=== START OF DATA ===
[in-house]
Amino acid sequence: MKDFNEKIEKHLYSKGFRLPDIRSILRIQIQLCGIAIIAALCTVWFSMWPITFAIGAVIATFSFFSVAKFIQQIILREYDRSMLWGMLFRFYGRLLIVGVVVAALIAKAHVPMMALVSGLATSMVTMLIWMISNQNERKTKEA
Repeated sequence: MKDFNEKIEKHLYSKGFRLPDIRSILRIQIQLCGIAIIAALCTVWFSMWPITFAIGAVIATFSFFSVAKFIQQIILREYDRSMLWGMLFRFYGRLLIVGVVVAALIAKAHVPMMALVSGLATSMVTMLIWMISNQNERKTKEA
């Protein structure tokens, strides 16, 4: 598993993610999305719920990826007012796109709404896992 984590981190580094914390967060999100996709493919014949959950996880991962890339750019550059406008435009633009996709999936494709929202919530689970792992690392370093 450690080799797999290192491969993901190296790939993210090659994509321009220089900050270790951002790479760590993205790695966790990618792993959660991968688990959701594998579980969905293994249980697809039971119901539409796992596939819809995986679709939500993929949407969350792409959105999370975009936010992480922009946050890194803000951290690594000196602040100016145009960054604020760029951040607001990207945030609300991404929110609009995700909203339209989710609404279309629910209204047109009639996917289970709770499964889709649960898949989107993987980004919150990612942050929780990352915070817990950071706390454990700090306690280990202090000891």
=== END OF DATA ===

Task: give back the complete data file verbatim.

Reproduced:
[in-house]
Amino acid sequence: MKDFNEKIEKHLYSKGFRLPDIRSILRIQIQLCGIAIIAALCTVWFSMWPITFAIGAVIATFSFFSVAKFIQQIILREYDRSMLWGMLFRFYGRLLIVGVVVAALIAKAHVPMMALVSGLATSMVTMLIWMISNQNERKTKEA
Repeated sequence: MKDFNEKIEKHLYSKGFRLPDIRSILRIQIQLCGIAIIAALCTVWFSMWPITFAIGAVIATFSFFSVAKFIQQIILREYDRSMLWGMLFRFYGRLLIVGVVVAALIAKAHVPMMALVSGLATSMVTMLIWMISNQNERKTKEA
């Protein structure tokens, strides 16, 4: 598993993610999305719920990826007012796109709404896992 984590981190580094914390967060999100996709493919014949959950996880991962890339750019550059406008435009633009996709999936494709929202919530689970792992690392370093 450690080799797999290192491969993901190296790939993210090659994509321009220089900050270790951002790479760590993205790695966790990618792993959660991968688990959701594998579980969905293994249980697809039971119901539409796992596939819809995986679709939500993929949407969350792409959105999370975009936010992480922009946050890194803000951290690594000196602040100016145009960054604020760029951040607001990207945030609300991404929110609009995700909203339209989710609404279309629910209204047109009639996917289970709770499964889709649960898949989107993987980004919150990612942050929780990352915070817990950071706390454990700090306690280990202090000891």